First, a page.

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Tuesday, August 1, 2017

Paint-Scraping over Stencils


This technique is a "wet" version of the crayon-rubbing technique that's been around forever.  The old-style technique calls for dry crayon or other soft media such as pastels or charcoal; but what's used here is acrylic paint.  I've found that heavy-body acrylic paints work better for this application than the liquid versions.
For this technique I always choose stencils with large openings, rather than stencils with intricate, fine details.  

Below are the six 6"X6" StencilGirl stencils that I've used today:
Top row, L to R -- Trivet B (my stencil), Mimosa (my stencil), and Curvie Lattice (by Mary Beth Shaw)
Bottom row, L to R -- two copies of Kaleid (my stencil) and Intersections (by Wendy Aikin) 



Below:  One sheet of Lineco tissue has been secured over the stencils with masking tape.   




Below:  Wet acrylic paint (blue, taupe and orange) sits atop each column of stencils, ready to be scraped downward over the paper.  You can click on this photo to enlarge it and better see detail.




Above:  I've spread the tools I typically use for scraping.  The shower-wall-cleaning "squeegie" did a better job than the Princeton Wedge (altho the Wedge is great for other projects.)  The paint-covered credit card and the white rigid-plastic wedge (from a home supply store) both work well, too.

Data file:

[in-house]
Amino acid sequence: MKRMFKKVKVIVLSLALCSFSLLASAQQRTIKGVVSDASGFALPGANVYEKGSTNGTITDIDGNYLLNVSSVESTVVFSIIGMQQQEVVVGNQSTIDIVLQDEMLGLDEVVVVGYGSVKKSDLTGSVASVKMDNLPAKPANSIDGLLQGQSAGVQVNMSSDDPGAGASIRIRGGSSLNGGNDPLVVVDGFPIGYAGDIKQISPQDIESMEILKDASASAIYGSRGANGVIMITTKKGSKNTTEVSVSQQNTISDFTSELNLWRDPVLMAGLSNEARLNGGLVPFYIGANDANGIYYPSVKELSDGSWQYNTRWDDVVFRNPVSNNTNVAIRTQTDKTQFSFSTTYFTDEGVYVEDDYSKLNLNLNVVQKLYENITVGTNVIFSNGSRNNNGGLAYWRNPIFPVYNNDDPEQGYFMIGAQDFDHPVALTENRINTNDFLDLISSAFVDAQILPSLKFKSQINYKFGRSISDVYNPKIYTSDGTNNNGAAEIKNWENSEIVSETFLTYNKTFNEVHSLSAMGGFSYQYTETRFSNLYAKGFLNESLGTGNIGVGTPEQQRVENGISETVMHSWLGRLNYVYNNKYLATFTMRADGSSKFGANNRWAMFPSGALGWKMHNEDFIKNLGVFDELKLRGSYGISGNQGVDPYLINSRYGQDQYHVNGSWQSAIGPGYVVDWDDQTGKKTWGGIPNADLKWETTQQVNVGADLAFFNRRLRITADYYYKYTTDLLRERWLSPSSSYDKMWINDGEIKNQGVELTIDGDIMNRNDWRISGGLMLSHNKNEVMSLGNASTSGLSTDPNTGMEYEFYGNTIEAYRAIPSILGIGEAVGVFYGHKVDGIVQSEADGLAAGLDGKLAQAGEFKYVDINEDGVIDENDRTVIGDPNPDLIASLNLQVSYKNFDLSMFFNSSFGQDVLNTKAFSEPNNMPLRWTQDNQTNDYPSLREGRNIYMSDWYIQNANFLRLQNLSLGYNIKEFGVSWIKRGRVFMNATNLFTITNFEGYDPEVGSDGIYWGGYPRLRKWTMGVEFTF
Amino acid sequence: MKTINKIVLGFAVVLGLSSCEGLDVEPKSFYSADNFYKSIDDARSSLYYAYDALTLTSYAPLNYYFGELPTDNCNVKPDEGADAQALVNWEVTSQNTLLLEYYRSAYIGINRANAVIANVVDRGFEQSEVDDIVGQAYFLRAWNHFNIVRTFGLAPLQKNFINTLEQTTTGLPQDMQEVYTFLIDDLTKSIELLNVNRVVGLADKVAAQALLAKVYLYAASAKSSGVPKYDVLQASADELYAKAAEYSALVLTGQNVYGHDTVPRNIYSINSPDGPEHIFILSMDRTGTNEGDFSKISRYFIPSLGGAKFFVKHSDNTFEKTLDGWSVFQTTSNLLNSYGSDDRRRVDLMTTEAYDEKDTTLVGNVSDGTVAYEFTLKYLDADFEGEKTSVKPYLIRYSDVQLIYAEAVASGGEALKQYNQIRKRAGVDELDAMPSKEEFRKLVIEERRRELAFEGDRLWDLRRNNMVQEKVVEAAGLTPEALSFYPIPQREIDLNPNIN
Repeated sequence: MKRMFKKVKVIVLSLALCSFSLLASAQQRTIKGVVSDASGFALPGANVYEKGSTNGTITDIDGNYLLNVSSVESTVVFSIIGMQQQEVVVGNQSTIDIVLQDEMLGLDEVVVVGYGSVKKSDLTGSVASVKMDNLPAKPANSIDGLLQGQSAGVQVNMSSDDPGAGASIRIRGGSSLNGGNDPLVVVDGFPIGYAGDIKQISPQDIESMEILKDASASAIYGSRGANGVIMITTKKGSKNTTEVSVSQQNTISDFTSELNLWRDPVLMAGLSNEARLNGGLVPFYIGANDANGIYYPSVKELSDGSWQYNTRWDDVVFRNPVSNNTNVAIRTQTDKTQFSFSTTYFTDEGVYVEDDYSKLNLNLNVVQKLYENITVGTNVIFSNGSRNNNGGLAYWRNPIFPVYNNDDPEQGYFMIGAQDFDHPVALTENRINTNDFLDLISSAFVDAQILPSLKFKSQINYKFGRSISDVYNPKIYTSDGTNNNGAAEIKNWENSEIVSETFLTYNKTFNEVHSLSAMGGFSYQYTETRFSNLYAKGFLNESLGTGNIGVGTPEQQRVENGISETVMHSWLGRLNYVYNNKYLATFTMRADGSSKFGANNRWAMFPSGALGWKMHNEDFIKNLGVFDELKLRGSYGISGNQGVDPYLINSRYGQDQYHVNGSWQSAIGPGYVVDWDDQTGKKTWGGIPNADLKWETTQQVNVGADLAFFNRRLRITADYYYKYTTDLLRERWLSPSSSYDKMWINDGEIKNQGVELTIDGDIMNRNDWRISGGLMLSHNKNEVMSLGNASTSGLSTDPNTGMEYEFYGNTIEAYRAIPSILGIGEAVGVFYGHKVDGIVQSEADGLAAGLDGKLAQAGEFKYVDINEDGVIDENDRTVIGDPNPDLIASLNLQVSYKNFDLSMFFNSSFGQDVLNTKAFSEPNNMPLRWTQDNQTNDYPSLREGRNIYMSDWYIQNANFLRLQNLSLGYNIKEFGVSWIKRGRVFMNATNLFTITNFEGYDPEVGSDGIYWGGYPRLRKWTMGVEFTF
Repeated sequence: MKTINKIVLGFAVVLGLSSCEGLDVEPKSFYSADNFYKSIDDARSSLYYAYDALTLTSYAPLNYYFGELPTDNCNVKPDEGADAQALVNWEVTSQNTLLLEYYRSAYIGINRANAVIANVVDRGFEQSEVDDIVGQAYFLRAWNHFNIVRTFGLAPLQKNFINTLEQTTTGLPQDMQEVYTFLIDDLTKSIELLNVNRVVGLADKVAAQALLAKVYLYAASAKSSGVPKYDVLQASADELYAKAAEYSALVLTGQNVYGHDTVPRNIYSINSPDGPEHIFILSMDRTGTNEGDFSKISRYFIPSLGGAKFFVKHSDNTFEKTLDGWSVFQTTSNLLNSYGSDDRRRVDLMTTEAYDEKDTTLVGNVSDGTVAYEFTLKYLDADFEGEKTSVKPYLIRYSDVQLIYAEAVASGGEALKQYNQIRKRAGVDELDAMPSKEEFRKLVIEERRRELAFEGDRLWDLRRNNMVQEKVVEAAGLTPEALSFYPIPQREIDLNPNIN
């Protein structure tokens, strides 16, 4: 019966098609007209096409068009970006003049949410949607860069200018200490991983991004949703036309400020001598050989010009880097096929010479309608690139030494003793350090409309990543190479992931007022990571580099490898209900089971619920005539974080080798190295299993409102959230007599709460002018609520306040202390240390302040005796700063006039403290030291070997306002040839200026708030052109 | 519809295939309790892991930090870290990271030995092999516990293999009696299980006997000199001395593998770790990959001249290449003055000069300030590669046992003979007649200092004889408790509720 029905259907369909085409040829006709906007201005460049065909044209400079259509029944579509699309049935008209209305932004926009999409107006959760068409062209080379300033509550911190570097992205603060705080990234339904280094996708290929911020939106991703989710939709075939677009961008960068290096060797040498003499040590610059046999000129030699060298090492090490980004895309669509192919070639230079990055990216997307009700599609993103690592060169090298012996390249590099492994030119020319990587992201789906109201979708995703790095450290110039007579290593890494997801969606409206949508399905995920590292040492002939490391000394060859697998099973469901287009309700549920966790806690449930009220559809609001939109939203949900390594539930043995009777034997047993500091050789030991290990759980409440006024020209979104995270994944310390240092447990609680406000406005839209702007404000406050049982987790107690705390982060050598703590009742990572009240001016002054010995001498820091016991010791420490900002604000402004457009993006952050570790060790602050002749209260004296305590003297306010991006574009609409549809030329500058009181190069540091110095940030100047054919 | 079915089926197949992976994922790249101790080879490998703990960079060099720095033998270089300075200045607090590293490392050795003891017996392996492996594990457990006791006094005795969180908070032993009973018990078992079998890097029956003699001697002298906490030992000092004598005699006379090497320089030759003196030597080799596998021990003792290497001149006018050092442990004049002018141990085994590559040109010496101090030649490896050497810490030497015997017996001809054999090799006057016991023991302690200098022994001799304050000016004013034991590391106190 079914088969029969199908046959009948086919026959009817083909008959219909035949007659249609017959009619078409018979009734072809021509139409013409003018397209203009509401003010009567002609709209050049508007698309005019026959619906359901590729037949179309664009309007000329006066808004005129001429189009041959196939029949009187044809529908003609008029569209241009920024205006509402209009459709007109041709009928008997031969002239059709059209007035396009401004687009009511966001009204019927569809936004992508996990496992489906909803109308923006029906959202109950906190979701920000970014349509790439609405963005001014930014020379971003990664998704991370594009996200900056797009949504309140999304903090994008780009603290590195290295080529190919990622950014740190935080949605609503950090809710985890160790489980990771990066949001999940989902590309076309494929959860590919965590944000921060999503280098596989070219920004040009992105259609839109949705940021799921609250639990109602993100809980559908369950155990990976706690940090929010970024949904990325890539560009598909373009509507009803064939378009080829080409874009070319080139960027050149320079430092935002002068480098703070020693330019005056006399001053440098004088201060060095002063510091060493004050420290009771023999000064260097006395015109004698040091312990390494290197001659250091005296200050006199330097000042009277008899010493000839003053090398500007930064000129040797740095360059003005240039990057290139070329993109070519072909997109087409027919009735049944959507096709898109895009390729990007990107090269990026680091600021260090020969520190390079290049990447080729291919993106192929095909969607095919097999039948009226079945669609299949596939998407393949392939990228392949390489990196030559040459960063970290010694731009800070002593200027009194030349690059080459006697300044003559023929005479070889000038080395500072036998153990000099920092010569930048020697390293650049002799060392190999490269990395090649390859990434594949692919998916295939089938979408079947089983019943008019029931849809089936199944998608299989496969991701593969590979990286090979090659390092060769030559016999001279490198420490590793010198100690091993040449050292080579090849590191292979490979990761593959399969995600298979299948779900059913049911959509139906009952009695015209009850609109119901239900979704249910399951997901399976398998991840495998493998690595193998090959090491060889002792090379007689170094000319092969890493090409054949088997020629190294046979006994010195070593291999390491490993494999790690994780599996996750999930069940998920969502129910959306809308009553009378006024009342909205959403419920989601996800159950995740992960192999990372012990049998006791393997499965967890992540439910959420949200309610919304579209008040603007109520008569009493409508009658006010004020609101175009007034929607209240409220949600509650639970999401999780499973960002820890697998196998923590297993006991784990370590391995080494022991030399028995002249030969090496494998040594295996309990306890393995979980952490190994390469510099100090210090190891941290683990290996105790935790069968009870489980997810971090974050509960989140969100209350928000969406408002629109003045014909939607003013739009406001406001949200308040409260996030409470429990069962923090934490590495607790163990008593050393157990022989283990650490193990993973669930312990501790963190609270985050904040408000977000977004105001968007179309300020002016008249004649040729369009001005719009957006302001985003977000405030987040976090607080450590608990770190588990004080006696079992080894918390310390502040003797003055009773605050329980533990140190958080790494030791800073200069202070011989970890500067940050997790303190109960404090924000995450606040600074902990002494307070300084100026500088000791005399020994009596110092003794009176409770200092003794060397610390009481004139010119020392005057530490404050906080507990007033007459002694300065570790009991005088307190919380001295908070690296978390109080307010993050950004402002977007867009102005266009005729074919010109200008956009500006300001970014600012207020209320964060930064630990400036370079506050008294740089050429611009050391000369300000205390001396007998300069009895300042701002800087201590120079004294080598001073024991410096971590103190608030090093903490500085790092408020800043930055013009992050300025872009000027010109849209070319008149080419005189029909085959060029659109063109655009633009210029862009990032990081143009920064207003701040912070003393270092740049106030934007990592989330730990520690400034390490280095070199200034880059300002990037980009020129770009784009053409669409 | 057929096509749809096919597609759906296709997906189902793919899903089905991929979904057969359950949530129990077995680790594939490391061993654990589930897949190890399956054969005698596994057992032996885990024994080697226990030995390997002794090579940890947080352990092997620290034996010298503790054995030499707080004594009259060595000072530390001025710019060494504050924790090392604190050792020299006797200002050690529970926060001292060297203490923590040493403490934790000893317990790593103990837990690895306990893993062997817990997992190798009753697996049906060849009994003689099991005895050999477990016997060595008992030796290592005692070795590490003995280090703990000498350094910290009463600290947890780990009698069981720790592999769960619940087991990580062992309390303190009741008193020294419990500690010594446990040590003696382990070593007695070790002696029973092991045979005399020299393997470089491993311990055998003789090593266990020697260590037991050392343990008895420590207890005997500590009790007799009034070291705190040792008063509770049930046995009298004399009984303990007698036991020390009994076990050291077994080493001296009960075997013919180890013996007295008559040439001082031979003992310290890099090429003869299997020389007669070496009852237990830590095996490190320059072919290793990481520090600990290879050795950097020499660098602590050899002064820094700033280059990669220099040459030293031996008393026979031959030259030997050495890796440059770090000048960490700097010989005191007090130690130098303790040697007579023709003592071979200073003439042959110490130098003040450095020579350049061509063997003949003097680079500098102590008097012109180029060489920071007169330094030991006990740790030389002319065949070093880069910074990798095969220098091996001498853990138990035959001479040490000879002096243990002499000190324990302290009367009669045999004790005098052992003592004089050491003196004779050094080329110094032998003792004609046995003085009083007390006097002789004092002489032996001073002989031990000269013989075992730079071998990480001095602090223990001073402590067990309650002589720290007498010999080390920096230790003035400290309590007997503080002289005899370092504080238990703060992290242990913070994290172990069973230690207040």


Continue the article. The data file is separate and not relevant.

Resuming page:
Above:  Paint has been scraped down across the stencils; then more paint was added and scraped down in the same way, using slight pressure as the scraping tool was pulled downward.

Important tip:  If using Lineco tissue paper, remove the paper from the stencils as soon as you have finished the paint-scraping.  If the paint is allowed to dry first, the paper will stick to the stencils and will be more difficult to remove. 


I used both Lineco tissue and dry-wax deli paper for this project and found that the Lineco tissue will expand and form wrinkles as it is being scraped by the paint-loaded tool.  This does not happen with the deli paper.  However, deli paper is more resistant to the paint; prints on it may not show up as well.
After these first scraped paints had dried, I turned the tissue over and repeated the same technique on the other side.  I used different colors of paint on the second side so that, when finished, the paper would be printed on both sides, with non-matching prints.
After the paint had dried on the second side, the tissue paper was ready to be cut for use in collages, greeting card covers, scrapbooking, art journaling, etc.
Important note:  Doing both sides of the tissue makes the finished product stronger.  When cutting up the finished paper, make sure to check both sides before making the final cuts.  Sometimes you will like the "top" side of one section and the "bottom" side of another section of the printed paper.

Below is a greeting card collaged with a variety of tissues that have been paint-scraped to pick up the designs of stencils under the tissue.  The most prominent piece (background yellow) was made with my Kaleid 6" x 6" stencil. 



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